FCC Chairman says he will to ‘clarify’ tech legal shield, Section 230

Chairman Ajit Pai, Chanirman of the Federal Communications Commission in Washington.

Aaron P. Bernstein | Reuters

Federal Communications Commission Chairman Ajit Pai said Thursday he plans to move forward with rulemaking to “clarify” the scope of Section 230, an important legal shield for tech companies like Facebook, Google and Twitter.

Section 230 protects tech platforms from being held liable from their users’ posts. It also allows them to moderate content in good faith without repercussions. The law was passed in the early days of the internet in the 1990s as part of the Communications Decency Act, but lawmakers across the political spectrum have since called for it to be revised as the tech companies have grown to massive scale and influence.

Politicians disagree about how that should be done. Democrats want to preserve protections that allow platforms to remove harmful and harassing content. But Republicans want to root out alleged anti-conservative bias by limiting the scope of those protections.

In a statement, Pai said the decision came after the FCC’s general counsel determined the agency has the legal authority to interpret the statute. The Department of Commerce petitioned the FCC to “clarify ambiguities in section 230” after President Donald Trump issued an executive order in May. The order directed the FCC to set new rules on platforms’ protections under Section 230 and came after Twitter added fact-check labels to Trump’s tweets for the first time.

The FCC’s two Democratic commissioners, Geoffrey Starks and Jessica Rosenworcel, criticized Pai’s decision.

Starks claimed in a tweet that Trump’s executive order “was politically motivated and legally unsound. The FCC shouldn’t do the President’s bidding here.”

“The FCC has no business being the President’s speech police,” Rosenworcel tweeted.

It’s not clear how the FCC would seek to clarify Section 230, but it would almost certainly narrow its scope.

Tech companies like Facebook, Google and Twitter invoke Section 230 widely in court to dismiss frivolous lawsuits, often with success. If their protection under the law is limited, it could force them to rethink their business models entirely. Depending on how the rules are worded, some platforms might take a more hands-off approach to moderation avoid liability, which could reduce user satisfaction and engagement. Others might take more responsibility to curate and screen content, like a news publisher would, which would increase their costs of doing business.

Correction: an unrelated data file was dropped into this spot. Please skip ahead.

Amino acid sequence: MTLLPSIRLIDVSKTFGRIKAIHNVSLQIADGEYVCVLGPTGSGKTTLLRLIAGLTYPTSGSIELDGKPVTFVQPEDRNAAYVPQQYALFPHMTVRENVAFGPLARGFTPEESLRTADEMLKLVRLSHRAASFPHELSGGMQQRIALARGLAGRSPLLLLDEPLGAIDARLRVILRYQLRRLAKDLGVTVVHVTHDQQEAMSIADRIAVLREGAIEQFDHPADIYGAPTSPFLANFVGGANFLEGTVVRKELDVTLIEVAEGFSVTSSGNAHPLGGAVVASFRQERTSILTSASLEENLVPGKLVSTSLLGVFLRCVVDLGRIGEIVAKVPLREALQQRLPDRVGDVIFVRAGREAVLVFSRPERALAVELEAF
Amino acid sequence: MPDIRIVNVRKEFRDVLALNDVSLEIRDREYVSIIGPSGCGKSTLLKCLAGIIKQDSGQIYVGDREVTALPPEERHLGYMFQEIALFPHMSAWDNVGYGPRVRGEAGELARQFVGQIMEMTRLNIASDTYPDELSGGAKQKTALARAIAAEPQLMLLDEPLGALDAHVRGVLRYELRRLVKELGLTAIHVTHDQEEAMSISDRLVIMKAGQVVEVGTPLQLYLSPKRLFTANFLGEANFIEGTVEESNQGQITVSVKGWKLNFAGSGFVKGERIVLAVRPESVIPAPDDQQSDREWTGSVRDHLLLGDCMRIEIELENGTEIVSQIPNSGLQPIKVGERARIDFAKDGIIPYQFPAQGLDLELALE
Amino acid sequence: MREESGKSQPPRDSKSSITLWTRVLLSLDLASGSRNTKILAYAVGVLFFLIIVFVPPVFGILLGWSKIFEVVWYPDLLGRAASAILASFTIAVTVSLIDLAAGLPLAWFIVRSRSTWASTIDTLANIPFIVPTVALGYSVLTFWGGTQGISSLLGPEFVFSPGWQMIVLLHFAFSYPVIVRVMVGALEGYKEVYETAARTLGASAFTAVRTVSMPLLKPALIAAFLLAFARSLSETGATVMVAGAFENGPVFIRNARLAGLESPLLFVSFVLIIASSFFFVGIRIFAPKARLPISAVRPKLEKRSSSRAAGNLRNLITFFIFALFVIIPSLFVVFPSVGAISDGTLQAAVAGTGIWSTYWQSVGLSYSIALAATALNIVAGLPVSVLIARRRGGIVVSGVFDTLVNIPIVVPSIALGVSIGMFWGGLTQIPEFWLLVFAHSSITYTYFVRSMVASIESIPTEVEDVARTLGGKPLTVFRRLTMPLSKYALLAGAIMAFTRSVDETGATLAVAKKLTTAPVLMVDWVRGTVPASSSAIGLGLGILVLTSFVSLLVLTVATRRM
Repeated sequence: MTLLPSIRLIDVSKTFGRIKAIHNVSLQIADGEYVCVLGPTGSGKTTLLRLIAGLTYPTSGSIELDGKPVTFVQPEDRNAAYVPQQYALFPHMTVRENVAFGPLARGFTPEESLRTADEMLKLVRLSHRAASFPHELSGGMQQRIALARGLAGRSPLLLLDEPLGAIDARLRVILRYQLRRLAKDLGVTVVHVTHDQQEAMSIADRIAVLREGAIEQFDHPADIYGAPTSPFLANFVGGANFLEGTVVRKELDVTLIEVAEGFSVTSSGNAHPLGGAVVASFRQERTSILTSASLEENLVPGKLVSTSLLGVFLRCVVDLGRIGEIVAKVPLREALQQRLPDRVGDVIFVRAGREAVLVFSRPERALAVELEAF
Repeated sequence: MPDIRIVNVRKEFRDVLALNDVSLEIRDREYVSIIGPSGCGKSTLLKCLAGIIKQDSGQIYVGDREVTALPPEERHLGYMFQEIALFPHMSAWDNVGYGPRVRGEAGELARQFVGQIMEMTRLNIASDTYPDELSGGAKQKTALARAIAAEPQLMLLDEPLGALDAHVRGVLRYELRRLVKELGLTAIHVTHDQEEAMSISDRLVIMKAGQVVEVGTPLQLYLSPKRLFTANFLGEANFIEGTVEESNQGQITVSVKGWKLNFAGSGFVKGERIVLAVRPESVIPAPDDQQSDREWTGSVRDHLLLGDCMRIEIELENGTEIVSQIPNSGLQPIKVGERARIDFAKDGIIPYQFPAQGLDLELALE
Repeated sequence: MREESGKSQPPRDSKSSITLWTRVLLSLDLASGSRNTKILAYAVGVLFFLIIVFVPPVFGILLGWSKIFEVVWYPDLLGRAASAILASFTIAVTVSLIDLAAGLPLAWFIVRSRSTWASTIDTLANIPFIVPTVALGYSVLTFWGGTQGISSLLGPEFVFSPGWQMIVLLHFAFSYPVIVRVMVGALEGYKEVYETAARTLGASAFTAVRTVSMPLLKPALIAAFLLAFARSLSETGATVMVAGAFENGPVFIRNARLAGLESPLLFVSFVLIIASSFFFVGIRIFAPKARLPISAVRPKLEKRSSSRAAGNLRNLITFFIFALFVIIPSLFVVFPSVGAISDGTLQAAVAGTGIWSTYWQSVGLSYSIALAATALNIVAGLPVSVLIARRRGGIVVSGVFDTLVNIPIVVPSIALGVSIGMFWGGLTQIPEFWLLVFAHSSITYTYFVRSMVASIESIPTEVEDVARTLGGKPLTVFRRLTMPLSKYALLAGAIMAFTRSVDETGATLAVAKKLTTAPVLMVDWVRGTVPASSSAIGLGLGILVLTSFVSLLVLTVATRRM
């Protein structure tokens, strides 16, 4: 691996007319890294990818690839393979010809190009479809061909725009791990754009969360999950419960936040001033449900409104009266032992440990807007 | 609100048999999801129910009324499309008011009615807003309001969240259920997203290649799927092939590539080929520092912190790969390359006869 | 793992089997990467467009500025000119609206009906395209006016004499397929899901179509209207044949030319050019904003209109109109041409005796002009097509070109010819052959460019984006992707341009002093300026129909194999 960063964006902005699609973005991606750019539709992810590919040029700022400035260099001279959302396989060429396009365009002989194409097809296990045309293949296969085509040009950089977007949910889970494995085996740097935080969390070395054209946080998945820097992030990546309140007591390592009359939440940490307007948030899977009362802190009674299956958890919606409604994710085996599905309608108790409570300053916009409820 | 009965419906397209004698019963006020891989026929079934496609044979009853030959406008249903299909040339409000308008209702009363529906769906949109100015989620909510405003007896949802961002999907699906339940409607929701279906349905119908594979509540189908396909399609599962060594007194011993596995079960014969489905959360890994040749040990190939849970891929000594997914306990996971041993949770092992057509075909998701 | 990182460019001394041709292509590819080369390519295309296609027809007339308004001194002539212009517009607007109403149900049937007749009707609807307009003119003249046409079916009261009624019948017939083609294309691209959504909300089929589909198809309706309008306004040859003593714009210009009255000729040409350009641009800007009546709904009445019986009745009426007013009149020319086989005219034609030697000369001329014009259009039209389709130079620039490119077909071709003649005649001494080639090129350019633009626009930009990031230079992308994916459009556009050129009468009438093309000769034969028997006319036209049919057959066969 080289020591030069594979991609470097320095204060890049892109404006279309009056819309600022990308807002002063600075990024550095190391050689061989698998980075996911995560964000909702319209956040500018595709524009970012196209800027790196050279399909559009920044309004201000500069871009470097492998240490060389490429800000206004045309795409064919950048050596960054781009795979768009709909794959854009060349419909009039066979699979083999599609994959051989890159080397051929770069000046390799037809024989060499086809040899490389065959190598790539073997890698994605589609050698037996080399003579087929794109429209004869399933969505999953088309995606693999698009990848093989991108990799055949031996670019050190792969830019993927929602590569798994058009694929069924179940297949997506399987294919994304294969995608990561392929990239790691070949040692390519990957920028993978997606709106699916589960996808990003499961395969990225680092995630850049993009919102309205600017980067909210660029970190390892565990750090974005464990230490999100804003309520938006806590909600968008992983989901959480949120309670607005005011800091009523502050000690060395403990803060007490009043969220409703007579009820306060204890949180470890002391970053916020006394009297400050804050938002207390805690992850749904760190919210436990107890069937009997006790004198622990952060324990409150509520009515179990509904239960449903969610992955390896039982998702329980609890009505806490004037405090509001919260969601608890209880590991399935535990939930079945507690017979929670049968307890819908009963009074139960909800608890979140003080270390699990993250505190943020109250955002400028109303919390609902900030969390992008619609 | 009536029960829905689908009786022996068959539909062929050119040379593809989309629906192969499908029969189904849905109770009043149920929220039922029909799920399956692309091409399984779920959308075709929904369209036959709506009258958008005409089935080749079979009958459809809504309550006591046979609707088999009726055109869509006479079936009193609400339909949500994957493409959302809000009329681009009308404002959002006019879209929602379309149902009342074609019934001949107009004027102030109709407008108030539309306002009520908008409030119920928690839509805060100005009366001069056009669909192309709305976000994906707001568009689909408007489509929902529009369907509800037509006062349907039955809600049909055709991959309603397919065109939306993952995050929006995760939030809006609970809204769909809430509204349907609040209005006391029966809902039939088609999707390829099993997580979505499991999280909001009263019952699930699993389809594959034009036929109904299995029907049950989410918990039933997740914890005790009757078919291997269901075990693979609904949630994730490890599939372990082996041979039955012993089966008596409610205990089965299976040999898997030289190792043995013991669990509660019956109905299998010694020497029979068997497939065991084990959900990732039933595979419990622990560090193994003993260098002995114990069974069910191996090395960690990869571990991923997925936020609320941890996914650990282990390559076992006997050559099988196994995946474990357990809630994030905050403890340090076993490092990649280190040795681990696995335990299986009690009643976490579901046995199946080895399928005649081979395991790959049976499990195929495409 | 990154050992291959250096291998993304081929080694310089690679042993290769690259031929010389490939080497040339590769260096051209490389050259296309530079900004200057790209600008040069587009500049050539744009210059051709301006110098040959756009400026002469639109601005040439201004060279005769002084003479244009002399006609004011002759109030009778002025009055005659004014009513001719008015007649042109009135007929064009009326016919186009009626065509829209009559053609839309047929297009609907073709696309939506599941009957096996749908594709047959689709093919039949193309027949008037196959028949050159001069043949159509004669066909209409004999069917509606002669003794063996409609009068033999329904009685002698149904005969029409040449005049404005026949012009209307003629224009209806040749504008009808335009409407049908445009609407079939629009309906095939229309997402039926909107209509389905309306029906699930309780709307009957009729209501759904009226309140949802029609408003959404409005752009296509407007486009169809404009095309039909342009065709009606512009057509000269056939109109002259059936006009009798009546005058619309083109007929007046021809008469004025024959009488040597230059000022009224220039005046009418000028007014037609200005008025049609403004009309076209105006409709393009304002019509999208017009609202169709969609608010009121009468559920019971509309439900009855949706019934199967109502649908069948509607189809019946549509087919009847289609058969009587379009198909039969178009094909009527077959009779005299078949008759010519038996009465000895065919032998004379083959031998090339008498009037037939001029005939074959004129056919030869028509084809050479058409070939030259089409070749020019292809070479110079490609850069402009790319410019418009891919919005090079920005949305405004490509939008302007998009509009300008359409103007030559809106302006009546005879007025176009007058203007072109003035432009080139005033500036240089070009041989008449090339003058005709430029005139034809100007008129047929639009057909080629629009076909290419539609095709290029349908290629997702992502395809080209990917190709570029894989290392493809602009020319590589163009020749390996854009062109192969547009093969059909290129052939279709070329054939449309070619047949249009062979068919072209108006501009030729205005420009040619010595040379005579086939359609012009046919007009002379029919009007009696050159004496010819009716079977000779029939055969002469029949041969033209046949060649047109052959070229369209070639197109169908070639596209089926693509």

In his statement, Pai referenced a recent filing by conservative Supreme Court Justice Clarence Thomas, where he wrote it “behooves” the court to determine the “correct interpretation” of Section 230. Thomas wrote that “many courts have construed the law broadly to confer sweeping immunity on some of the largest companies in the world,” and added that there’s reason to reconsider.

“Social media companies have a First Amendment right to free speech,” Pai said in the statement. “But they do not have a First Amendment right to a special immunity denied to other media outlets, such as newspapers and broadcasters.”

WATCH: How the internet is regulated

Source link




Inflation likely increased slightly in January, bolstered by rising gas prices

Investors are waiting for inflation to pick up, but the consumer price index should show just a slight gain in January, boosted by...

FDA to plan December meetings ahead of potential authorization

The Food and Drug Administration has asked a group of advisors to set aside three days in early December for potential meetings to...

Target has some stellar deals on kids’ ride-on toys today only

Autoblog may receive a share from purchases made via links on this page. Pricing and availability are subject to change. If your kid...

Omaze is giving away a vintage Ford Bronco, complete with four-doors

Enter to win this giveaway or any other Omaze experience between now and December 6, 2020, and receive 300 bonus entries with the...